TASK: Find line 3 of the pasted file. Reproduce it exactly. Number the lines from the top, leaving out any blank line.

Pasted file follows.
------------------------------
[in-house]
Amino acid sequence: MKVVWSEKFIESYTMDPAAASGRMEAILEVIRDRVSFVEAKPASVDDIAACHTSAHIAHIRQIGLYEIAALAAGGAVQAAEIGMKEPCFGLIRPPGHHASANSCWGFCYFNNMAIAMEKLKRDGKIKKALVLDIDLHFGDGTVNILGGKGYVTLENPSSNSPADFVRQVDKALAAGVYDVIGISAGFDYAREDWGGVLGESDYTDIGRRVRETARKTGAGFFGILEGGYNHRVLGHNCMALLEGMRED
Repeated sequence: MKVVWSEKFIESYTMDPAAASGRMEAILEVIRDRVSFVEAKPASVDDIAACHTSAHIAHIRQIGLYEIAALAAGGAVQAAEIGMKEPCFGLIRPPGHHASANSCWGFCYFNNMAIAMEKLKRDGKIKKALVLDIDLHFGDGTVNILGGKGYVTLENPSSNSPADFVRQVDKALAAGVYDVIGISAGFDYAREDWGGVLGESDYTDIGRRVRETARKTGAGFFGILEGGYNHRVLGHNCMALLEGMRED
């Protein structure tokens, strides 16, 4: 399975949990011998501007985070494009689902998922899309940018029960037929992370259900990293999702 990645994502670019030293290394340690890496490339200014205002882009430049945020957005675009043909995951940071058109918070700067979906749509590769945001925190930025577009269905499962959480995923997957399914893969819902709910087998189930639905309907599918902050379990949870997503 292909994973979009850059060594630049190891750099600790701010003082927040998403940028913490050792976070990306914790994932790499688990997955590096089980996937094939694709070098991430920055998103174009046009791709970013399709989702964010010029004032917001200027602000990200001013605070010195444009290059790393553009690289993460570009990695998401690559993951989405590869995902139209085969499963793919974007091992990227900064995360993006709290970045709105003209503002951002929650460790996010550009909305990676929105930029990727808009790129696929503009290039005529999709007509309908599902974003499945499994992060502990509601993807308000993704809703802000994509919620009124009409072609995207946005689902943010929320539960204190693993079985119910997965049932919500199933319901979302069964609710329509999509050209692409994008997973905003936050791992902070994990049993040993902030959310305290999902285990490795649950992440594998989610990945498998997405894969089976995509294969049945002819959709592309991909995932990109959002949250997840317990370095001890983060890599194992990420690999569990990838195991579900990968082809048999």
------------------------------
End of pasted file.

Repeated sequence: MKVVWSEKFIESYTMDPAAASGRMEAILEVIRDRVSFVEAKPASVDDIAACHTSAHIAHIRQIGLYEIAALAAGGAVQAAEIGMKEPCFGLIRPPGHHASANSCWGFCYFNNMAIAMEKLKRDGKIKKALVLDIDLHFGDGTVNILGGKGYVTLENPSSNSPADFVRQVDKALAAGVYDVIGISAGFDYAREDWGGVLGESDYTDIGRRVRETARKTGAGFFGILEGGYNHRVLGHNCMALLEGMRED